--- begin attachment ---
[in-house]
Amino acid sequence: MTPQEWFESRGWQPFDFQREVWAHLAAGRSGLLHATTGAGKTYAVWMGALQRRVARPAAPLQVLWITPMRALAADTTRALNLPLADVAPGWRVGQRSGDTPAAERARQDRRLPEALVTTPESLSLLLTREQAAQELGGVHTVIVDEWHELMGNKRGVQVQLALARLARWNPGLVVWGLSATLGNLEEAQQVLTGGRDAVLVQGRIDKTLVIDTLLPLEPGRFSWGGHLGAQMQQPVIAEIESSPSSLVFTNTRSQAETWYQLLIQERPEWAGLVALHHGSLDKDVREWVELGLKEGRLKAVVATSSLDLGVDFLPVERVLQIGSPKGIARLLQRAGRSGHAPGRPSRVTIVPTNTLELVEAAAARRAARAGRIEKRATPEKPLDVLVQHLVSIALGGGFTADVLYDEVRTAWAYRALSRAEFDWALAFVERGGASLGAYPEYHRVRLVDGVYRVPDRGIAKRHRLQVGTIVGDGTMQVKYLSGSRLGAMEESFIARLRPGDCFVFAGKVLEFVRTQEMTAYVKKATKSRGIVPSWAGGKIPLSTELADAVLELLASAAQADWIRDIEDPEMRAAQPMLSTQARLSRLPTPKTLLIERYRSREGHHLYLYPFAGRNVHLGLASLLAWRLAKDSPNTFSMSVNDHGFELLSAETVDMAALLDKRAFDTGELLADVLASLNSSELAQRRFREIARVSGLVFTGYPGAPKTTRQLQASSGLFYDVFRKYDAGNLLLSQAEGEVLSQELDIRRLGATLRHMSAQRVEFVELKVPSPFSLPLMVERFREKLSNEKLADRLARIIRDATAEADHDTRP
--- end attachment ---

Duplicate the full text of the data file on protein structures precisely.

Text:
[in-house]
Amino acid sequence: MTPQEWFESRGWQPFDFQREVWAHLAAGRSGLLHATTGAGKTYAVWMGALQRRVARPAAPLQVLWITPMRALAADTTRALNLPLADVAPGWRVGQRSGDTPAAERARQDRRLPEALVTTPESLSLLLTREQAAQELGGVHTVIVDEWHELMGNKRGVQVQLALARLARWNPGLVVWGLSATLGNLEEAQQVLTGGRDAVLVQGRIDKTLVIDTLLPLEPGRFSWGGHLGAQMQQPVIAEIESSPSSLVFTNTRSQAETWYQLLIQERPEWAGLVALHHGSLDKDVREWVELGLKEGRLKAVVATSSLDLGVDFLPVERVLQIGSPKGIARLLQRAGRSGHAPGRPSRVTIVPTNTLELVEAAAARRAARAGRIEKRATPEKPLDVLVQHLVSIALGGGFTADVLYDEVRTAWAYRALSRAEFDWALAFVERGGASLGAYPEYHRVRLVDGVYRVPDRGIAKRHRLQVGTIVGDGTMQVKYLSGSRLGAMEESFIARLRPGDCFVFAGKVLEFVRTQEMTAYVKKATKSRGIVPSWAGGKIPLSTELADAVLELLASAAQADWIRDIEDPEMRAAQPMLSTQARLSRLPTPKTLLIERYRSREGHHLYLYPFAGRNVHLGLASLLAWRLAKDSPNTFSMSVNDHGFELLSAETVDMAALLDKRAFDTGELLADVLASLNSSELAQRRFREIARVSGLVFTGYPGAPKTTRQLQASSGLFYDVFRKYDAGNLLLSQAEGEVLSQELDIRRLGATLRHMSAQRVEFVELKVPSPFSLPLMVERFREKLSNEKLADRLARIIRDATAEADHDTRP